The existence of, and subsequent removal of ear wax has become somewhat of an obsession in recent months, not to mention an ever-growing trend across social media platforms like TikTok and Instagram. But are individuals consumed by the notion of wax removal doing more harm than good for their long-term ear health?
Katie Ogden, the HCPC registered hearing aid dispenser and Training Manager for ReSound in North-West Europe, explains everything you need to know about earwax, including what it is, why it’s there, and why you shouldn’t use these methods to remove it.
What is earwax?
Earwax, known medically as cerumen, is a sticky, shiny substance usually orange, brown, red, or yellowish in color, created by the wax glands located in the outer part of the ear canal.
Why do we need it?
Earwax is crucial to clean and protect the inner ear. The wax is essential for moisturizing the skin within the ear canal to prevent it from becoming dry or damaged. The waxy coating also prevents dust, dirt, or any other debris from entering the ear and damaging the eardrum.
How does earwax cause certain issues or problems in some people?
Too little earwax
Individuals that are frequently removing their earwax and therefore have too little of it can experience dry, itchy ears that are also more prone to infection.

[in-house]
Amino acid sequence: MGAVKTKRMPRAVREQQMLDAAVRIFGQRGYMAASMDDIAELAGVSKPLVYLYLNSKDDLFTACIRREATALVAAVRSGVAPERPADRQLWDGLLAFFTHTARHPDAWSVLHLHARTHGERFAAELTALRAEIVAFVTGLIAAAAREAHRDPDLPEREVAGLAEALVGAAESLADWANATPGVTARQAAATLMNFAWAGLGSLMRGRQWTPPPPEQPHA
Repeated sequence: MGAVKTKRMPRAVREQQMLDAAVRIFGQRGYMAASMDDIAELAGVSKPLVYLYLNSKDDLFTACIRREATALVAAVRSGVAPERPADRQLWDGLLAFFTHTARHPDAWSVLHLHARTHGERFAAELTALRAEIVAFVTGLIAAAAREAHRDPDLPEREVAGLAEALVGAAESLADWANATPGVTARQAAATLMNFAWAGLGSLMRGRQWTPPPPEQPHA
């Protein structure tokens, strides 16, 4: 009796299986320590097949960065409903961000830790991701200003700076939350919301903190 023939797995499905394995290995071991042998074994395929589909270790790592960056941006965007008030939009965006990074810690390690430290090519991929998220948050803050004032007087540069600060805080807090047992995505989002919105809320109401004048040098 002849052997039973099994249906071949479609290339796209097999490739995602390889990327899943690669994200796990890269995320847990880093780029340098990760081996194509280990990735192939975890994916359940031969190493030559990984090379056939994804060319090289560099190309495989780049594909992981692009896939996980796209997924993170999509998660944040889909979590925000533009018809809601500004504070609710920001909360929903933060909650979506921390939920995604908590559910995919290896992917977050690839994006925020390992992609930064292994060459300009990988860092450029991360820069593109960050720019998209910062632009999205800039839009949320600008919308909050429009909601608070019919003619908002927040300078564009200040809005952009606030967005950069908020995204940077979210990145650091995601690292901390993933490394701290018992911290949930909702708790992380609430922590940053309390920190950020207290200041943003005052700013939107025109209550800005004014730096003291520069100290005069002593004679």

Too much earwax
On the other hand, having too much earwax building up in the ear canal can lead to impaction which causes earaches, infections, mild deafness, a sensation of fullness in the ear, tinnitus, and other hearing problems.
What should you do if you have too much ear wax?
Individuals who feel that they have excessive amounts of earwax (ceruminosis) or have trouble hearing should contact a healthcare professional. They will be able to examine the ear and provide a safe solution like prescription ear drops, water irrigation, or the use a suctioning device, to help alleviate the issue.
Earwax removal methods to avoid
Cotton buds are a commonly used method for earwax removal with 96% of people giving earwax removal as their primary use for cotton buds. But often cotton buds can do more harm than good, pushing earwax deeper into the ear and causing it to build up further inside the ear canal. In more serious cases, the cotton bud can also cause damage to the structures of the inner ear causing vertigo, deafness and even facial paralysis.
Ear candling has also become a popular earwax removal trend that has seen people inserting long, cone-shaped candles into their ears and lit on fire to draw out any earwax. Not only can this method result in burns from the flame, but the candle wax can even drip into the ear, clogging the canal and making you lose hearing for a while. The method unapproved by the FDA has also been reported to have previously caused punctured eardrums.
The overuse of hydrogen peroxide to soften earwax and remove it, can not only cause irritation to the skin inside of the ear and be abrasive but it can even lead to unwanted effects like inflammation of the inner ear and earaches.